A little change can go a long way at Valeant.
The stock surged 25% on Tuesday after the drug company announced reorganization plans. But it still has a lot more work to do to earn back investors’ trust.
The big stock price increase came even as Valeant Pharmaceuticals reported second quarter earnings that were worse than Wall Street was expecting. But investors were willing to overlook the disappointing financial results after the company’s new CEO Joe Papa outlined his intentions to sweep out the vestiges of Valeant’s troubled past—drug-pricing, accounting scandals and a crisis of confidence that have sunk its stock price 90% from its high last year. Papa wants to reinvent the company as the “new Valeant.”
A key part of Papa’s plan actually happened yesterday, when Valeant (VRX) announced it was replacing its top lawyer and head of public relations, which was the next phase of an executive house cleaning that began in March with the ouster of former CEO Michael Pearson.
On top of reshuffling management and reorganizing the company by business segments instead of geography, Papa also pledged to pay down more than $5 billion of Valeant’s debt and amend its agreements with lenders to give it more “cushion” from the potential of default—a concern that has worried investors since March. To raise cash, Valeant said it’s considering selling assets worth as much as $8 billion, even some it wasn’t actively looking to sell, but for which it had received interest from buyers.
But not everything was on the table in terms of change. When an analyst asked whether the new Valeant would come with a new name, Papa said the company had no plans to change its name, though would “always continue to evaluate” it. And although Valeant acknowledged that some of its previous drug price increases were “a mistake,” and said it was working to repair its relationships with patients, doctors, and insurers who have become wary of price-gouging, Papa stopped short of promising to lower prices. “It’s not so much reducing prices, but looking at the rebate structure,” Papa said, explaining that the company has offered discounts and rebates on drugs to ensure that patients can still get access to the medications.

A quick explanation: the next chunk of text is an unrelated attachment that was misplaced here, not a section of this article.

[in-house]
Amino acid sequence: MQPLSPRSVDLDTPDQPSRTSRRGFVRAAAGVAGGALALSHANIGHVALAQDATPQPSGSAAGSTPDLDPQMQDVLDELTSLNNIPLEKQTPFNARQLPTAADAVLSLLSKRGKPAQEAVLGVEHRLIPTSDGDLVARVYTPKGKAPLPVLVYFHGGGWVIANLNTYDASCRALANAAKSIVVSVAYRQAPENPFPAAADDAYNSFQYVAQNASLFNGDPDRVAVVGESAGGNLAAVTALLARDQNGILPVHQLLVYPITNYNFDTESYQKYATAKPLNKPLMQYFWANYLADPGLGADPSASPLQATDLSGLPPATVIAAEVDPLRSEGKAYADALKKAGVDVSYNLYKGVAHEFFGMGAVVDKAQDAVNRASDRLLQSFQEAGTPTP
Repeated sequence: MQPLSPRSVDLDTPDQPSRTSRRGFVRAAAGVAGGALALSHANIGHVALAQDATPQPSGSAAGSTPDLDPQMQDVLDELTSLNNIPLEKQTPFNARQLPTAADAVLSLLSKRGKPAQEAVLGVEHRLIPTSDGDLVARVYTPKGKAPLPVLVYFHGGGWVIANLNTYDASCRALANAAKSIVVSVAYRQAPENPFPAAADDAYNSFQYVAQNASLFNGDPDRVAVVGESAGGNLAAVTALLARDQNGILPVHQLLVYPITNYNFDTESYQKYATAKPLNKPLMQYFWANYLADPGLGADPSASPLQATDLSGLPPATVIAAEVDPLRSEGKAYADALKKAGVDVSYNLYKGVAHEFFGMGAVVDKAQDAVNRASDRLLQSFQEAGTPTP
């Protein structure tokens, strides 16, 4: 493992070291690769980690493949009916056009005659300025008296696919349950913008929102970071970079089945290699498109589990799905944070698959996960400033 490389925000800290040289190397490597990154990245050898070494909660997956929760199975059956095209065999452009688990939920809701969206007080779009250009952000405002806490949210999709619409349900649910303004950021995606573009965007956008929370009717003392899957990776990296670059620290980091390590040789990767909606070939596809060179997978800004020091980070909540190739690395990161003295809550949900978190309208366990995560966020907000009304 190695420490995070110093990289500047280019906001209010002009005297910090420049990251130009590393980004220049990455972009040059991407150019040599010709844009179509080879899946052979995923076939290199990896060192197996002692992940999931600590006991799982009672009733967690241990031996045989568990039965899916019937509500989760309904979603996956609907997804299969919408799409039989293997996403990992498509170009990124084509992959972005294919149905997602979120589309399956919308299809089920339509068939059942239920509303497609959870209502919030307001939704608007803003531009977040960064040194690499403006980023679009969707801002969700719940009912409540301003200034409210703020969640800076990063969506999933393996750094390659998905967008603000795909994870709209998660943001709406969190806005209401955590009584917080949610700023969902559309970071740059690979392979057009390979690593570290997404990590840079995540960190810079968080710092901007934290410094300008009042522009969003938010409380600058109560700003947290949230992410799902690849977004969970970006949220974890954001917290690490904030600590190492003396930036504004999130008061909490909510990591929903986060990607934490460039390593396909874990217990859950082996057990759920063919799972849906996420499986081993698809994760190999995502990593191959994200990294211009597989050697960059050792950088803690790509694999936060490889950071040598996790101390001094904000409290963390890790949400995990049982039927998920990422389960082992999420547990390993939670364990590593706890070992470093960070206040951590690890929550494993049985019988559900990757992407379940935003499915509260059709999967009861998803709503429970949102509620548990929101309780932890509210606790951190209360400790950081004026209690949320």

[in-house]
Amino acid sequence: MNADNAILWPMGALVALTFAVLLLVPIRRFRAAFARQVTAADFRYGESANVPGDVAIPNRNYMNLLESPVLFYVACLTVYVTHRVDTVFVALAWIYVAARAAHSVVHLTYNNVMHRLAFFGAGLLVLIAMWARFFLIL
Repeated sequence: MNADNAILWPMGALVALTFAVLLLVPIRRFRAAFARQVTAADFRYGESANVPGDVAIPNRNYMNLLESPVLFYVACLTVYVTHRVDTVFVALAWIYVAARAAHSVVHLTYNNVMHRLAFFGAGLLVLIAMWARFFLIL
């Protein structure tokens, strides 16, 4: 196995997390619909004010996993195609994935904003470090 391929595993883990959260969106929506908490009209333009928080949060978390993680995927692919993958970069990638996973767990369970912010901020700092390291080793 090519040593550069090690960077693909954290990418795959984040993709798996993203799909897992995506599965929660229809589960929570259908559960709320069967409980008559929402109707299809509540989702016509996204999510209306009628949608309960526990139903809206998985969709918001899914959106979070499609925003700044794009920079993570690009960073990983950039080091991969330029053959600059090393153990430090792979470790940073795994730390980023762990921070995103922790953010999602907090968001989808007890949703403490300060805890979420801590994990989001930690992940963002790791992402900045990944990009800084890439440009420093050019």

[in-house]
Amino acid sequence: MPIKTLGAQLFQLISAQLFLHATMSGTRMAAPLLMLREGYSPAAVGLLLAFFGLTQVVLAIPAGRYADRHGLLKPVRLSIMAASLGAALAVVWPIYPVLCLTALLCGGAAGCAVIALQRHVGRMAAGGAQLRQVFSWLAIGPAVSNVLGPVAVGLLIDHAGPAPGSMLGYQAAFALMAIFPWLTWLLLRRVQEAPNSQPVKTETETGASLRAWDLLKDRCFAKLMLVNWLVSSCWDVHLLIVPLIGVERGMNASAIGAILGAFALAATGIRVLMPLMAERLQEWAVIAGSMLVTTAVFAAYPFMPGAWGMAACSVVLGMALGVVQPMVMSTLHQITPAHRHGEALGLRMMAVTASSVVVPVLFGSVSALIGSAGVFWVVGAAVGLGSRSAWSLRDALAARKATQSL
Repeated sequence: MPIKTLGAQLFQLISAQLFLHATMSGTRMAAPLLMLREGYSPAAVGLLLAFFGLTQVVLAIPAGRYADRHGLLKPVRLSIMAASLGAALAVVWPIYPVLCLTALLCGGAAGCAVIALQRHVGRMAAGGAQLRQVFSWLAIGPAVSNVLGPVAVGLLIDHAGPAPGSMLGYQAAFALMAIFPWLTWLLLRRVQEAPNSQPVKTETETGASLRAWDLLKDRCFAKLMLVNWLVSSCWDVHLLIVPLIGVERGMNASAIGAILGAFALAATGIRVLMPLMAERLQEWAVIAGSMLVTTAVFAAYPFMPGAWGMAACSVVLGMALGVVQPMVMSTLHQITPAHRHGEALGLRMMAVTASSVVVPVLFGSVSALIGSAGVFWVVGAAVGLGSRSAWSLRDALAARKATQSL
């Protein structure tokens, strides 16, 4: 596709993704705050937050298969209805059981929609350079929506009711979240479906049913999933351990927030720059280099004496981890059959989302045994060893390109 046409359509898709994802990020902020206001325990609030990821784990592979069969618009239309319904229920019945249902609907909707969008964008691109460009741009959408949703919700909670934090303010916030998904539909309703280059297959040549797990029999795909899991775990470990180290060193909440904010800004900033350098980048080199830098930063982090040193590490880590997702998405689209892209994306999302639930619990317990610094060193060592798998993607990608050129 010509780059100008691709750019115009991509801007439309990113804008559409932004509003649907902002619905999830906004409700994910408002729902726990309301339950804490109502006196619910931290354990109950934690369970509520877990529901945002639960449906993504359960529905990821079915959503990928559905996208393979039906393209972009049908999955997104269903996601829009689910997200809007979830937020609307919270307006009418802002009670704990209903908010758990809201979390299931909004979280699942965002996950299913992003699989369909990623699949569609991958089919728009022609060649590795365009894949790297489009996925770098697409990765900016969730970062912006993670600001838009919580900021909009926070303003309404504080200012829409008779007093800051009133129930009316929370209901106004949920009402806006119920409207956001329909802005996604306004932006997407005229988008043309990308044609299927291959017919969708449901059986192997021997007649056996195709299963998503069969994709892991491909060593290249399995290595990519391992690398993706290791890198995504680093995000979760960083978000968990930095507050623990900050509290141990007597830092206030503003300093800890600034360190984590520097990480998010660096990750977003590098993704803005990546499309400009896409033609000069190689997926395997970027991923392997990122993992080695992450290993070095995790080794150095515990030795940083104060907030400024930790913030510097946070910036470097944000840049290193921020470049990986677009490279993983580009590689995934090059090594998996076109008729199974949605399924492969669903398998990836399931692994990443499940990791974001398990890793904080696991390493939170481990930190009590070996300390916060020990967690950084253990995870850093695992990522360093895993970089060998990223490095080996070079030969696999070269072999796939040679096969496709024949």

In fact, Valeant may still raise drug prices further. Its financial projections for the rest of 2016 include “potential modest price increases,” the company said. And while so far this year the company had been giving away drugs for free through its partnership with Walgreens (WBA), allowing the pharmacy to dispense them before it knew if insurance would reimburse the costs, Valeant said that since last week it has begun charging those patients a copay, which one analyst suggested could be $35 on certain drugs. Valeant had been losing money to fill those prescriptions, paying a fee while often getting nothing in return. The company said the copay would restore its profitability on those sales.
Still, not everyone was convinced that Valeant could escape the problems that continue to haunt it. David Maris, a senior analyst at Wells Fargo who has been critical of the company, rating it “underperform” since February, pointed to the company’s refusal to lower drug prices. “To me these are all symptoms of the same old Valeant,” Maris said on the call Tuesday morning. “Are things really changing or is it just new paint on the same old shed?”
Maris also noted that one of Valeant’s “very prominent board members” attended a private dinner with investors in which he discussed Valeant’s negotiations over its debt agreements before the company publicly disclosed them. CEO Papa said he couldn’t comment on that because he didn’t “know the context.” Pershing Square hedge fund manager Bill Ackman, arguably Valeant’s most prominent board member, also declined to comment.
Valeant reported a net loss of $302 million on $2.42 billion in revenue in the second quarter. Wall Street analysts had expected a smaller loss of $261 million and $2.46 billion in sales.
Editor’s note: This story has been updated to more accurately describe the role of the “prominent board member” at the investor dinner. Maris was unsure whether the board member held or merely attended the dinner, as the analyst himself was not there.